(Note: In the נגיד משׁיח it is natural to suppose there is a reference to the passages in Isaiah referred to; yet one must not, with Hofmann and Auberlen, hence conclude that Christ is as King of Israel named משׁיח, and as King of the heathen נגיד, for in the frequent use of the word נגיד of the king of Israel in the books of Samuel it is much more natural to regard it as the reference to David.)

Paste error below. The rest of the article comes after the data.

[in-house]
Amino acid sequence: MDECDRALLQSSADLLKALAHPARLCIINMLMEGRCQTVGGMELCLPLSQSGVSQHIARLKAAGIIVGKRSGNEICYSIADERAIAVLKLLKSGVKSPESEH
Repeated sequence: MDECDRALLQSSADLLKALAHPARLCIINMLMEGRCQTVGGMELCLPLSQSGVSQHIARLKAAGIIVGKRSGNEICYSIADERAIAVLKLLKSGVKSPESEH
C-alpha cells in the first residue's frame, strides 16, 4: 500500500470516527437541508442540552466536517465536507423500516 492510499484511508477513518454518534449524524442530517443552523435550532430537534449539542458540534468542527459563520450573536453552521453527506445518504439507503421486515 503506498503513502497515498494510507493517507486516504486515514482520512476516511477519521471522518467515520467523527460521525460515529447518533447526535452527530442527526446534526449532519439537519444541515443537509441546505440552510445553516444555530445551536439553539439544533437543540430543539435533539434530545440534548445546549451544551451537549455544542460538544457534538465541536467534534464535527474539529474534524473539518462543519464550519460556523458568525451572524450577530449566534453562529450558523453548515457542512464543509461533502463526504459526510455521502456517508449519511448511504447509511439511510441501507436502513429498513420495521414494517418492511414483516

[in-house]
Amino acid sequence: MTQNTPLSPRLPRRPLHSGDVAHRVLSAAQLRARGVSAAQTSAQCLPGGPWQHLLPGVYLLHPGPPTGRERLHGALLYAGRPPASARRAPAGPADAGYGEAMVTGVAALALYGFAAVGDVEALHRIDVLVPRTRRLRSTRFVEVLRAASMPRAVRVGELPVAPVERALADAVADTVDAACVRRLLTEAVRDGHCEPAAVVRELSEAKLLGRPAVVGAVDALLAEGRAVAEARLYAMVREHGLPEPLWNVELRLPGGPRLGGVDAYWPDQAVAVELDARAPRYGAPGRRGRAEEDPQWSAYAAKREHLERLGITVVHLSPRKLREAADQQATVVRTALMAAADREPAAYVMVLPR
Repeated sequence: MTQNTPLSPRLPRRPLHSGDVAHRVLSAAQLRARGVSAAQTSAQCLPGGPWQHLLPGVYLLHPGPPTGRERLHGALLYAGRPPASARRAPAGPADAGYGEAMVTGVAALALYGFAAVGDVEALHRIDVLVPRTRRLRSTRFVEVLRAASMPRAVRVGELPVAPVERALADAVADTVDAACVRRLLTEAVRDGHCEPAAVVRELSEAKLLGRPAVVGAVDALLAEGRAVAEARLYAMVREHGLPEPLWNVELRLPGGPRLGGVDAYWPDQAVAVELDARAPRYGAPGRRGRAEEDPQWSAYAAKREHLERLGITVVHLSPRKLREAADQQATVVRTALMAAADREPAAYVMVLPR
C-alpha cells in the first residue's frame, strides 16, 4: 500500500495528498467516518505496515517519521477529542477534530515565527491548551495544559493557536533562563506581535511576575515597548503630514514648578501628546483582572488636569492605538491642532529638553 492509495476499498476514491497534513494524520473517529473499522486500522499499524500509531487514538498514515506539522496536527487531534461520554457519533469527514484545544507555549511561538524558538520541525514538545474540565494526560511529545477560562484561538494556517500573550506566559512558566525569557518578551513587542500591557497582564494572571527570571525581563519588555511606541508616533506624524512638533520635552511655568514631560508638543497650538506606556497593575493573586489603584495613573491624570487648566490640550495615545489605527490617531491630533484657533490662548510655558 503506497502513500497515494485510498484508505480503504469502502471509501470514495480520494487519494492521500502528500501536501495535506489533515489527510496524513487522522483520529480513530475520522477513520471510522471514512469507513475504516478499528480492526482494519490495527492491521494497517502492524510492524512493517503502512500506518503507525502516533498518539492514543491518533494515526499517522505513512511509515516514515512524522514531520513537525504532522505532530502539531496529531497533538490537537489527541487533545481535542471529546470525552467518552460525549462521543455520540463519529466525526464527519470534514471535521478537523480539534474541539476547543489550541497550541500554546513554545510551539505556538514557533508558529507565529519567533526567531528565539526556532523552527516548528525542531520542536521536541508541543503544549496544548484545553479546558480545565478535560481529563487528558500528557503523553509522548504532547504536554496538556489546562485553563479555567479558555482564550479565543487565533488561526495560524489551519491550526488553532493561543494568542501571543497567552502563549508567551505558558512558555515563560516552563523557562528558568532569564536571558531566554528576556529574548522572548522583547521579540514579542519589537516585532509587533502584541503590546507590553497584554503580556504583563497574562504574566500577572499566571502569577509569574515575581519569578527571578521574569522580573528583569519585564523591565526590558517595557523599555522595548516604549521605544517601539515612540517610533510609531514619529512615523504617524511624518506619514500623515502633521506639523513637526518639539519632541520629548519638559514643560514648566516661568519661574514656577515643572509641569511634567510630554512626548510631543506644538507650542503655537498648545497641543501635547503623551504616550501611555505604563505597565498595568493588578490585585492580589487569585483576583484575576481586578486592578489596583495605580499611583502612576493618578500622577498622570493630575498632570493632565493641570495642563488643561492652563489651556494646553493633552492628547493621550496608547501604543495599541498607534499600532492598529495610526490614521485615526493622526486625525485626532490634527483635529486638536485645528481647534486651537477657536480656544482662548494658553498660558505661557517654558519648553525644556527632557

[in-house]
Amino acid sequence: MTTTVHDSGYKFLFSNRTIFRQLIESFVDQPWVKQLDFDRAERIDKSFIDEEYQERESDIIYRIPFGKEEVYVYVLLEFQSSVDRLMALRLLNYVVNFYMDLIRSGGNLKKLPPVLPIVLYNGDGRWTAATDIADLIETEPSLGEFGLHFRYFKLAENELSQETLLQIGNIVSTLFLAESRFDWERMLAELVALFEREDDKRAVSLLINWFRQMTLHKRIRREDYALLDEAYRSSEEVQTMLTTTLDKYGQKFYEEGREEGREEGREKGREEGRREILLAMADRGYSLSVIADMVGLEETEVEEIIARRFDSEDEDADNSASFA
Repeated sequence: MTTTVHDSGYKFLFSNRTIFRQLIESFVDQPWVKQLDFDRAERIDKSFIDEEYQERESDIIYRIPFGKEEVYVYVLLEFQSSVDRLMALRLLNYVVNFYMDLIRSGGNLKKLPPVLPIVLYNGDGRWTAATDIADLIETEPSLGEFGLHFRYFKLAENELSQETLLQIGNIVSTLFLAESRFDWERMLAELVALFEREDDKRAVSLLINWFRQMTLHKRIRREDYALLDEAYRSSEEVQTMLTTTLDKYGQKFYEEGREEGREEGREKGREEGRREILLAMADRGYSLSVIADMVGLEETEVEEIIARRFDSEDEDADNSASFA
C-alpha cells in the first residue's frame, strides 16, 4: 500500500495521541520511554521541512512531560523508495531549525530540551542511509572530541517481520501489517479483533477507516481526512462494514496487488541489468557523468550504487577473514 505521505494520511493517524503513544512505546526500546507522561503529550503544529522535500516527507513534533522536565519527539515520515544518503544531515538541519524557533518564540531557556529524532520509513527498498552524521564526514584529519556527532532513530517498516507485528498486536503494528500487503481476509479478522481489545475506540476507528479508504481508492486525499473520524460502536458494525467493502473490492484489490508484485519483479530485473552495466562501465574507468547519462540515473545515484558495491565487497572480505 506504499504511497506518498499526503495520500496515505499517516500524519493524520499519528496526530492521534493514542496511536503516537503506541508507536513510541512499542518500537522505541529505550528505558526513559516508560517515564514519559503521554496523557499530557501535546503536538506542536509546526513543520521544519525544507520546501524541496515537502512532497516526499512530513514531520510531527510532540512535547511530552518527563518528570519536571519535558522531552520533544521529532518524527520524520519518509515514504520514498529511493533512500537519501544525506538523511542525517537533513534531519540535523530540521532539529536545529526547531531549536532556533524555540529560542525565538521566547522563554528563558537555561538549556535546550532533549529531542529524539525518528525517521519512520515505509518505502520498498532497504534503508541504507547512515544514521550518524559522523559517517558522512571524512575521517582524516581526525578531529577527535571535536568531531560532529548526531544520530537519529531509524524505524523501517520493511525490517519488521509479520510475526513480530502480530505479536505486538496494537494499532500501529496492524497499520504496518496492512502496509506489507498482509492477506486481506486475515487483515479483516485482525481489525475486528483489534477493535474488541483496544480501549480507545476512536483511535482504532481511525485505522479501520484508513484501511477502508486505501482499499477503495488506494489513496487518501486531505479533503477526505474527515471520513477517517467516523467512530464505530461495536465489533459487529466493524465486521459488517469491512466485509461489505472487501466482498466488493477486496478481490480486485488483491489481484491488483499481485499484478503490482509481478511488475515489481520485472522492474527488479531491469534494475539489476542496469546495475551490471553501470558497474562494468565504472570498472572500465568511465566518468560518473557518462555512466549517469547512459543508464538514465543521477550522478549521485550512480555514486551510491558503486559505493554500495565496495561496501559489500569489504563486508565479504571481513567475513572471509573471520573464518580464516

The absence of the definite article is not to be explained by saying that משׁיח, somewhat as צמח, Zechariah 3:8; Zechariah 6:12, is used κατ ̓ἑχ. as a nomen propr. of the Messiah, the Anointed; for in this case נגיד ought to have the article, since in Hebrew we cannot say מלך דּוד, but only המּלך דּוד. Much rather the article is wanting, because it shall not be said: till the Messiah, who is prince, but only: till one comes who is anointed and at the same time prince, because He that is to come is not definitely designated as the expected Messiah, but must be made prominent by the predicates ascribed to Him only as a personage altogether singular.